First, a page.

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Irfana Majumder’s Hindi debut Shankar’s Fairies to have its World Premiere at 74th Locarno Film

Photo Credit: Supplied

Irfana Majumdar’s debut Hindi feature to have its World Premiere at the ’74th Locarno Film Festival’ in the competition section, ‘Concorso Cineasti del Presente’, which showcases 15 features (first and second) by emerging global talents.

The film produced by Nita Kumar Productions will have its premiere screening on August 13 at the prestigious film festival held in person from August 4 to 14 in Locarno, Switzerland. The film gala had gone digital for its 2020 edition owing to the coronavirus pandemic.

The film set in 1962 Lucknow in a newly independent and idealistic India that is still class-bound and exploitative, the film tells the story of Shankar, a village man with a gift for storytelling who brings up a police officer’s daughter while far away from his own family.

Based on the childhood memories of her mother Nita Kumar and shot in her ancestral home, it’s a personal film for the director Irfana Majumdar. The core team includes her mother Nita Kumar (writer, producer, and production designer of the film) and husband, Gaurav Saini (associate and casting director, actor).

Irfana also made her acting debut in a prominent role in the film along with Jaihind Kumar, Shreeja Mishra, Adwik Mathur and Gaurav Saini.

Excited about the Locarno Premiere the debutante Irafana says, “This is an intimate film, about the almost-unnoticed moments of life that shape us and our choices. We are tremendously excited for the film to be opening at Locarno and for people from around the world to watch it.”

The producer of the film Nita Kumar says, “My own life was shaped by Shankar….I believe all children are influenced by stories, images and treasure the adults who share their imaginations with them.”

The film was part of the prestigious 2019 Film Bazaar’s Work-In-Progress Lab and ‘NFDC Film Bazaar’ Goes to ‘Cannes’ at 2020 Marche Du Film.

Irfana’s note:

Much of the story and characters are built from my mother’s childhood memories. My grandparents lived in a house from the colonial era, built by my great-grandfather. The specificity of the physical world, its habits and objects, were important to us. They have a beauty and fragility that mask an entrenched hierarchy and system of oppression that haunts India even today. My grandparents loved beautiful things, good food, and socializing. There was no one who didn’t exclaim over their flowerbeds, artfully arranged rooms, and tastefully planned menus. However, the truth about this lifestyle was that it was only possible through the labour of an army of servants: individuals part of an injustice so deeply embedded that even today it is unquestioned and taken advantage of by a whole class of ‘Good People’. We arrive at this difficult truth by getting to know the characters intimately—their dreams, everyday encounters, inner conflicts. When we see that people are all the same—individuals on the same journey through life—then the harsh reality of the social situation is the most striking and intolerable.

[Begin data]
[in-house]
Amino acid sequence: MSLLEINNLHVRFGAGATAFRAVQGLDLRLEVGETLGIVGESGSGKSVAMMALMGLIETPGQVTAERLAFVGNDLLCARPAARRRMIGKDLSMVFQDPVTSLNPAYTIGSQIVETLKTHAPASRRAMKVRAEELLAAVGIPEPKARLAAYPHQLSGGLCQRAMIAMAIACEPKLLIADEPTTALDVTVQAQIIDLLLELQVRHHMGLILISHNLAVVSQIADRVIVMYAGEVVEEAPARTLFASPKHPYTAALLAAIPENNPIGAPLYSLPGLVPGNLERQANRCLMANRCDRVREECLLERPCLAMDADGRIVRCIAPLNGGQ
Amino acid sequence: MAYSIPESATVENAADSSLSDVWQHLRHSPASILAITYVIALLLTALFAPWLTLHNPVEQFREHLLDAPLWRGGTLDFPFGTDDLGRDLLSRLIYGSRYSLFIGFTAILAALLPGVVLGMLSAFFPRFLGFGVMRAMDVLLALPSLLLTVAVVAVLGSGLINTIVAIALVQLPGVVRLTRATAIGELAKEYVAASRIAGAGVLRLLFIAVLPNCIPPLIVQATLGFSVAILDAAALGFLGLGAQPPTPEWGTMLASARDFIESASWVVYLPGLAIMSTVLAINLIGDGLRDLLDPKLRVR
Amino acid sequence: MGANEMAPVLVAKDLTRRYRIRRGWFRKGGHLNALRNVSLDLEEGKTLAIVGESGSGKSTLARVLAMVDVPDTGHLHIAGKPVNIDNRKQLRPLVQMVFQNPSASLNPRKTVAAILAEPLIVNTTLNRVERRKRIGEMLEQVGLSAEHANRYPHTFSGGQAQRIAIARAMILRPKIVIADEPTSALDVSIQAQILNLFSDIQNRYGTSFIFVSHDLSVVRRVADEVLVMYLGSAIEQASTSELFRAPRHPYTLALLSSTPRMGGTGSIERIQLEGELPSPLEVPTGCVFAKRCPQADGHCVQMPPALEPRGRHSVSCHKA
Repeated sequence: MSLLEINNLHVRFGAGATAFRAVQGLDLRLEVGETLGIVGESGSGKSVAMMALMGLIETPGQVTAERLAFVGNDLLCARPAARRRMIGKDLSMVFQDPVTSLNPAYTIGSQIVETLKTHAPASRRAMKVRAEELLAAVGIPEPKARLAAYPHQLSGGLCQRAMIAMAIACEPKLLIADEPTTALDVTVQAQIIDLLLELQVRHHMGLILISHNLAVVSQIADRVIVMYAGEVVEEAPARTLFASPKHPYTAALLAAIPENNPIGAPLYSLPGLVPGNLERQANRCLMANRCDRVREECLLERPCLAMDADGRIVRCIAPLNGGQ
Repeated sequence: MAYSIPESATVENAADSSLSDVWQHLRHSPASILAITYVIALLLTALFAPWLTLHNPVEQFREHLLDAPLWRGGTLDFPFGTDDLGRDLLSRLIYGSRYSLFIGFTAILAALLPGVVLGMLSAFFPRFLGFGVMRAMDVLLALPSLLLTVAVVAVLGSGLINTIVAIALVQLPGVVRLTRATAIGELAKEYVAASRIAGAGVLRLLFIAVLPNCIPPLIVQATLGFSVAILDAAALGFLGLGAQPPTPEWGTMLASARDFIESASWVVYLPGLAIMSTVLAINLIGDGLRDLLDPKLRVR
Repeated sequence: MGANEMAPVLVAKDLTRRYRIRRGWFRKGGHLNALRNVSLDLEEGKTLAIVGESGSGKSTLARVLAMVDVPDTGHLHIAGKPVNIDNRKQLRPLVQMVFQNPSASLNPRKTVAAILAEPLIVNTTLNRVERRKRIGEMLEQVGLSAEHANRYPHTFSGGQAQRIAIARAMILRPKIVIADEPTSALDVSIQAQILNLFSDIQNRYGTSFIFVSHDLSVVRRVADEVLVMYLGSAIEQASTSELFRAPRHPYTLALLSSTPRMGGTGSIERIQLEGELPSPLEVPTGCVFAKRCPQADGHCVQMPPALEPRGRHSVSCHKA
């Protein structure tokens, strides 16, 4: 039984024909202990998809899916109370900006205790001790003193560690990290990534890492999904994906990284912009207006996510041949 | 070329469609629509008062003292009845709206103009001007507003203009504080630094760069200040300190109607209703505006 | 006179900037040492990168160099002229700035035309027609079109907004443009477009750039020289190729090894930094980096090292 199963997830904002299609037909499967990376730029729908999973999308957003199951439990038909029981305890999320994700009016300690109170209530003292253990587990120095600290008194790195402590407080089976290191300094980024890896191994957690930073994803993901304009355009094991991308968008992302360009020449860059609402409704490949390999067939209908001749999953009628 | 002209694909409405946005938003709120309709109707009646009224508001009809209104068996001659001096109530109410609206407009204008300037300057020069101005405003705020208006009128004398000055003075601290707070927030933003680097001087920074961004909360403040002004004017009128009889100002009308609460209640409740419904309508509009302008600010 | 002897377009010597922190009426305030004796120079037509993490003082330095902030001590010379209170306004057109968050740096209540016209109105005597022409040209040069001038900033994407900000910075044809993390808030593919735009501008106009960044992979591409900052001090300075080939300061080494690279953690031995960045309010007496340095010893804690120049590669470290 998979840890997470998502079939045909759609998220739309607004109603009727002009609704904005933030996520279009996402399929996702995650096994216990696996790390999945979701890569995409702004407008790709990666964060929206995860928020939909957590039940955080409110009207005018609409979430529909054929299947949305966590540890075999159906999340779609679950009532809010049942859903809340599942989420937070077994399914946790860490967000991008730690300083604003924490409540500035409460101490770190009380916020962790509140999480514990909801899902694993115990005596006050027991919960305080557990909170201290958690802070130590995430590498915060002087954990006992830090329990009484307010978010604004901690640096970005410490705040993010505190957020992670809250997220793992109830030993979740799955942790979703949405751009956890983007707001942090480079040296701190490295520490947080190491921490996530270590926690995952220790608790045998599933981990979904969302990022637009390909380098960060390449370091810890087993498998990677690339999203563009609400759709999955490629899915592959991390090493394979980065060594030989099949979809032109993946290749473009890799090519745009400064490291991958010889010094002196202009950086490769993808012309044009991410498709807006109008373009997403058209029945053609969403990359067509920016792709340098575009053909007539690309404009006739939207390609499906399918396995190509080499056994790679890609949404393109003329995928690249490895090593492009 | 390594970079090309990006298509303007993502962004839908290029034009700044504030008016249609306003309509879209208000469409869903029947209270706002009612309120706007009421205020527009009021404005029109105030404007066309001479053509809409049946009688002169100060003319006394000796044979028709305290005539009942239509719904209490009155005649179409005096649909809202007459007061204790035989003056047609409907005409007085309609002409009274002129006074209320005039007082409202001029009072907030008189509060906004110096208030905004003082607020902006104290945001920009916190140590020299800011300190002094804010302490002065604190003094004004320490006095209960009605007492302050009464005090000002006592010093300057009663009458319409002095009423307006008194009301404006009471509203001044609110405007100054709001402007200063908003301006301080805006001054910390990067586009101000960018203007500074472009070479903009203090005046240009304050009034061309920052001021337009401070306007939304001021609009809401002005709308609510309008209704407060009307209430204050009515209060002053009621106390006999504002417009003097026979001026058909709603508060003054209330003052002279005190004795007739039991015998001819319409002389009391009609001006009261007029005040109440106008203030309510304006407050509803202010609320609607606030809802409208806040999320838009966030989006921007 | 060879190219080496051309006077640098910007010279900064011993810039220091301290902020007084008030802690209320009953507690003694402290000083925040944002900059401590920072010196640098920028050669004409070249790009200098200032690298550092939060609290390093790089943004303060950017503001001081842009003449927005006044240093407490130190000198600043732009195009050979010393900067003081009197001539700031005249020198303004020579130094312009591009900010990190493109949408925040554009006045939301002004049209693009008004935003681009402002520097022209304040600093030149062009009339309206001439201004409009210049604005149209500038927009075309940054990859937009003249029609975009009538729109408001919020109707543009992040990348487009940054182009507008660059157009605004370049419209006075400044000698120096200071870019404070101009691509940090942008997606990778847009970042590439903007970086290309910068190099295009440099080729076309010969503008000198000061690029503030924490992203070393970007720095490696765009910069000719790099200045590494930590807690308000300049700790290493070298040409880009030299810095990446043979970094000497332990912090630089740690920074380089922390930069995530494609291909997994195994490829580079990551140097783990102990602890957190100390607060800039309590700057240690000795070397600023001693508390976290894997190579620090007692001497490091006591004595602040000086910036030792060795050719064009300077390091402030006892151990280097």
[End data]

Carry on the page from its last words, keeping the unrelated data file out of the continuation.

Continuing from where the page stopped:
The house is a silent witness. A larger-than-life setting that shelters and endures. The scenes are calm and stage-like – minimal camera movement and close-ups, an active inclusion of the setting – objects and colors and textures that surround the characters, so that they are in a sense equals with a life of their own. There is a feel of unhurried life and of intimacy in a large space. The arrangement of scenes is intuitive and rhythmic rather than linear and logical. This propels the viewer’s growing concern for the characters and builds up a sense of drama and urgency with regard to their fate.

About Irfana Majumdar:

Irfana Majumdar is the founding artistic director of the ‘Nirman Theatre & Film Studio’ in Varanasi, India. She studied Performance at the University of Chicago, and has been awarded fellowships for her commitment to themes of social justice and process of collaborative creation. She has directed and edited three documentaries. ‘Shankar’s Fairies’ is her first feature film and has been a deeply personal artistic experience.

About Nita Kumar:

Nita is a professor of History and Anthropology with decades of research and publishing on the issues of social inequality, poverty and suffering, and children’s imagination. She is the director of a non-profit organisation based in Varanasi, India, for leadership, education, and the arts in India, which produces performances in theatre, music and dance, film, and children’s books. This story is a fictionalised version of her childhood memories of growing up in an elite home with a close friendship and dependence on a servant with a rural background: the human face of the rural-urban problem, the pain of servitude, gender conflict, and elite power and exploitation.

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